Maybe you’re baking a new dessert and it doesn’t look as pretty as the one in the picture. Maybe your family’s holiday photo didn’t turn out exactly the way you wanted. That can be disappointing! Social media, especially, leads many of us to believe that everyone’s holiday but ours was perfect.

Remind yourself that things aren’t always what they seem and that perfection isn’t everything. “I refuse to fall for the expectation-versus-reality trap,” said Kelly Weekers, a psychologist and bestselling author in Europe. “Expecting too much from myself or others during this time of year mostly creates disappointments and is a breeding ground for stress.”

She’s found that being realistic and appreciative helps her enjoy the holiday season so much more.

Kimberly Vered Shashoua, a licensed clinical social worker, feels similarly. “I tell myself that ‘good enough’ is good enough,” she said. “If my holiday decorations or planned celebrations feel ‘good enough,’ I don’t need to push myself to have things neater, shinier or busier.”

How to do it: Weekers suggested lowering expectations, doing what feels authentically good to you and focusing on the bigger picture of what the holiday spirit is all about.

“[Know] that it can be as great — maybe even more so — to celebrate the holidays without the stress of buying expensive gifts, styled outfits and Christmas commercial-worthy table decorations,” she added.

7. They don’t overbook themselves.

During the holidays, you may feel like you have to do all of the things, despite feeling exhausted after a long year. “It’s easy to feel pressured, overwhelmed and [to] overcommit ourselves at a time of year when our body and soul need space, quiet and slowing-down,” said the Rev. Connie L. Habash, a licensed marriage and family therapist.

Amanda Stretcher, a counsellor and supervisor with Choosing Therapy, has been there, too. She’s found the value in saying “no” sometimes.

“By not overcommitting, we create space to fully engage in the events we do attend,” she explained. “Being present allows us to savor meaningful moments without constantly worrying about what else we might be thinking.”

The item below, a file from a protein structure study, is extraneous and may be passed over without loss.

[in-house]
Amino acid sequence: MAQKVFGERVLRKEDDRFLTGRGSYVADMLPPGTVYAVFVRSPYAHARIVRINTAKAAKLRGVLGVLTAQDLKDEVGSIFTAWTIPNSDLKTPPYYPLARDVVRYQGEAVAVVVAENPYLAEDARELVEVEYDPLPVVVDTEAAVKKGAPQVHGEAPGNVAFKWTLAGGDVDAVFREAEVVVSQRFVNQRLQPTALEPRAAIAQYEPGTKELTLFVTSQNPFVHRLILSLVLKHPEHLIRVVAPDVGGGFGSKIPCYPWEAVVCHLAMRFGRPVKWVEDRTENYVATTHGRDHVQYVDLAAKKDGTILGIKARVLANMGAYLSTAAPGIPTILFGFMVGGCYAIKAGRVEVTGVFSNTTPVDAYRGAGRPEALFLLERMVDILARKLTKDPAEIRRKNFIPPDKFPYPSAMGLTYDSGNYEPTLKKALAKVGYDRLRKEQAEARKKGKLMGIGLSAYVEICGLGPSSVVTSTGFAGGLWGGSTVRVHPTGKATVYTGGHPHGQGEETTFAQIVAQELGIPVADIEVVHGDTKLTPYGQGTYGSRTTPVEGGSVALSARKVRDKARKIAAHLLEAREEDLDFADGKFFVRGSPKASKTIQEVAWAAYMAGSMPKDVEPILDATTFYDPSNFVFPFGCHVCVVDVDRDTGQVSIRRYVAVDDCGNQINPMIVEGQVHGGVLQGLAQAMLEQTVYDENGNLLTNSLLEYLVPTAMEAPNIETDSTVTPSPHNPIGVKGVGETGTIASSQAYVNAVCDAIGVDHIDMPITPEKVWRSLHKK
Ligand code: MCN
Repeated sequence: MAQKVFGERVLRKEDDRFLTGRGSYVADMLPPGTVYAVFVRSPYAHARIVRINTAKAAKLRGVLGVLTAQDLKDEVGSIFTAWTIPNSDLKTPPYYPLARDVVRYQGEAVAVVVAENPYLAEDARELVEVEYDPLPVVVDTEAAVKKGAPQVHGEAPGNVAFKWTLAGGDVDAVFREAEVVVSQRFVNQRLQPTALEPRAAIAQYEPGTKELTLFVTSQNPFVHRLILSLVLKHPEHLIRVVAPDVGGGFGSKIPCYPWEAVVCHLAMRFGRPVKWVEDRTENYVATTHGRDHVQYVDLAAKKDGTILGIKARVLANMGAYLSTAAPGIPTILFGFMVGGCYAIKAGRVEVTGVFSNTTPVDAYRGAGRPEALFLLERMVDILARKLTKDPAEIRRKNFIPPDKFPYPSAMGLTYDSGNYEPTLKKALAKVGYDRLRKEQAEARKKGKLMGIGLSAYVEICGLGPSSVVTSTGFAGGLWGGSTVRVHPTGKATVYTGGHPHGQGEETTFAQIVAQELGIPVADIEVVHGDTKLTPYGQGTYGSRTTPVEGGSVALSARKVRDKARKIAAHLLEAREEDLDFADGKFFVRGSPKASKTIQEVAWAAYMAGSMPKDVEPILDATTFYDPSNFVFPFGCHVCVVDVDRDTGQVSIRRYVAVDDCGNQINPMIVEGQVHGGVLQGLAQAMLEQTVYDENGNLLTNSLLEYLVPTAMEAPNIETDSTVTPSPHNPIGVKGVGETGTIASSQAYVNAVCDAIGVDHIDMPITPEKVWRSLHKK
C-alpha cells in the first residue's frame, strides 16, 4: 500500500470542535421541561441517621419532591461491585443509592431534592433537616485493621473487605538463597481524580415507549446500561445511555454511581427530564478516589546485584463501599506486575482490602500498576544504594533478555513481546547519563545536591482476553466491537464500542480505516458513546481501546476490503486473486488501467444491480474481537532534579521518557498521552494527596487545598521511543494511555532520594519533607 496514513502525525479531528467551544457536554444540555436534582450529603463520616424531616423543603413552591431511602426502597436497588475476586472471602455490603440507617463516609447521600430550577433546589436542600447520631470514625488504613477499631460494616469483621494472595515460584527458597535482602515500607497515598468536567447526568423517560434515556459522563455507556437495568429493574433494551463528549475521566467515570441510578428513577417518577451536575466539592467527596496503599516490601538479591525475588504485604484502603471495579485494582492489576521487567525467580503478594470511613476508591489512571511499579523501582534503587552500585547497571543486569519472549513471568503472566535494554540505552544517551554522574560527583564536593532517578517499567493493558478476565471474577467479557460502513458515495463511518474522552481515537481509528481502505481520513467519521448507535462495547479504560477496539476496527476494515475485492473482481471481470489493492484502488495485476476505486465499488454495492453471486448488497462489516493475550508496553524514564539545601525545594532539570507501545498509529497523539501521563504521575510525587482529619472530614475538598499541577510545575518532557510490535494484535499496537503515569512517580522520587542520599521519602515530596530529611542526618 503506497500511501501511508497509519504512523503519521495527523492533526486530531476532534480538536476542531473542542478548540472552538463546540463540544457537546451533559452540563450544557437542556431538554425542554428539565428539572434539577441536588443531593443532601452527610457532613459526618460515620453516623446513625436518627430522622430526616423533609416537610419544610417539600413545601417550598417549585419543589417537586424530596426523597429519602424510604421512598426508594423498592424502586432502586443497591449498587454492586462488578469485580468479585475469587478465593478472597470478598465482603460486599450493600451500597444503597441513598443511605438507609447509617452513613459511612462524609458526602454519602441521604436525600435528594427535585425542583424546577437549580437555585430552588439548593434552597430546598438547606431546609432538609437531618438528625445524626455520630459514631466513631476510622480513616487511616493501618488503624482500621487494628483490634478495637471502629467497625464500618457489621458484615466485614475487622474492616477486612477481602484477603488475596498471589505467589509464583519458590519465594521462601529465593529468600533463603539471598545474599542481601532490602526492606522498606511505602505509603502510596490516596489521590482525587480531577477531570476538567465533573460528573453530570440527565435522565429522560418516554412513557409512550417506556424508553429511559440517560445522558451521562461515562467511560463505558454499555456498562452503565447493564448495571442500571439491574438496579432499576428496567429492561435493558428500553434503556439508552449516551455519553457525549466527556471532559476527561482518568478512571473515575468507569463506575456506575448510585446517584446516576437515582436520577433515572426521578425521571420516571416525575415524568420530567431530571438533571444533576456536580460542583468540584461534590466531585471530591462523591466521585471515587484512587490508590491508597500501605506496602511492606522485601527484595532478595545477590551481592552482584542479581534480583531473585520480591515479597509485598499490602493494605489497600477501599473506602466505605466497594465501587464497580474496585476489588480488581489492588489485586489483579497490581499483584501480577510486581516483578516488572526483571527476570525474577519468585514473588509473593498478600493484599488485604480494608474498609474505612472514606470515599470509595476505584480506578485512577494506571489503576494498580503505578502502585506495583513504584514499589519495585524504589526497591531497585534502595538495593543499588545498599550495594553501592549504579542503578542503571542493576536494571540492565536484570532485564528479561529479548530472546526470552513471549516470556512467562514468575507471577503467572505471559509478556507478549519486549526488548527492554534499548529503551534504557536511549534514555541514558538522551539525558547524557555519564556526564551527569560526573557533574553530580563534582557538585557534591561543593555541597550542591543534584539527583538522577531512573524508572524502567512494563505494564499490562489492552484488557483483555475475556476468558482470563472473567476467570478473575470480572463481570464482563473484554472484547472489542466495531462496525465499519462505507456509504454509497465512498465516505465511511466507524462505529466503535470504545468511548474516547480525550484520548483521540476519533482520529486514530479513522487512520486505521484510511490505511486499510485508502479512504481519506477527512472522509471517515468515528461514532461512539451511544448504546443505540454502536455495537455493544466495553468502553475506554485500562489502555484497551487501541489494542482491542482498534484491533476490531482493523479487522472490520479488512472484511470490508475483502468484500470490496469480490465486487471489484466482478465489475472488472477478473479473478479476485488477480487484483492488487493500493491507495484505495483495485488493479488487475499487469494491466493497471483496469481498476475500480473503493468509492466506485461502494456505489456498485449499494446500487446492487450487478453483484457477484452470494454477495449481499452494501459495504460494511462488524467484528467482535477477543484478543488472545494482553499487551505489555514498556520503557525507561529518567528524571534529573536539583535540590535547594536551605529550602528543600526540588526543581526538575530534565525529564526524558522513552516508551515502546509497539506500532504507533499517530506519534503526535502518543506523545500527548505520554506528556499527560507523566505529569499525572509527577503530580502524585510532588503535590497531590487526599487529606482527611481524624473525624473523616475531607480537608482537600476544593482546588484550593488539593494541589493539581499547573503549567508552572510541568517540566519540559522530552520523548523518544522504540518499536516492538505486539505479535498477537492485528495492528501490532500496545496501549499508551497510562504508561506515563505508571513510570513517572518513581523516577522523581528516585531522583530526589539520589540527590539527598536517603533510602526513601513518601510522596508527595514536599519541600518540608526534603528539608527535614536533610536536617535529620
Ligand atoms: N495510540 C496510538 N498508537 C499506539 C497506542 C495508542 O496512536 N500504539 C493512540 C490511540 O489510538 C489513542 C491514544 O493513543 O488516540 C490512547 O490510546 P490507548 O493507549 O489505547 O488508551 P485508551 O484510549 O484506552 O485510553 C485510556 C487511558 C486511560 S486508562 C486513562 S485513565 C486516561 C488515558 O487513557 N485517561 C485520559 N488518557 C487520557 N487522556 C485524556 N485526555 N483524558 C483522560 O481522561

How to do it: Habash said she finds it helpful to take a moment (or even a few days) before making any decisions.

“The space and time to sit with what to commit to allows you to check in with your heart, soul and your realistic calendar,” she said. “Take that pause to discern if you are truly a ‘yes,’ or if the commitment feels more like unnecessary pressure (a ‘should’ or ‘have to’) and stress.”

Stretcher recommended setting realistic expectations, scheduling time for personal well-being, being careful with social media use and communicating boundaries. She wants people to know “that it’s OK to prioritise their mental health.”

Stretcher also reframed decision-making into a positive. “Embrace the power of choice and remember that a mindful approach to commitments fosters a deeper connection with the true spirit of the holidays,” she said. “Prioritise activities that bring you joy and align with your values.”

8. They don’t turn down opportunities to spend meaningful time with loved ones.

At the same time, you may prefer to push yourself during the holiday season, and that can be beneficial for some folks, too.

“I refuse to live with regret that I didn’t spend time with someone or do something special because I was tired,” said Leah Young, the clinical manager at Eating Recovery Center and Pathlight Mood & Anxiety Center. “For example, if this is the one time a year that I get to see my sister, I will drive wherever, whenever, to see her. If I have to work the next morning but we have an opportunity to stay up late laughing and talking, I refuse to let that go.”

How to do it: Young said she makes this work by incorporating extra self-care later and being thoughtful about what she says “yes” to. It can help to be mindful of what your particular values and priorities are (without judgment).

The TL;DR? Ultimately, all of this comes down to setting boundaries, both with yourself and with others.

“For those struggling with setting boundaries within their families, starting with smaller boundaries in less intense situations can be a good beginning,” Wood suggested.

Additionally, she encouraged seeking support from a professional or loved one if needed.

While taking these steps can be difficult, they may very well be worth it, too. “Remember, setting boundaries is an ongoing process that requires practice and patience, ultimately contributing to a healthier and happier family dynamic during the holidays,” she said.

Help and support: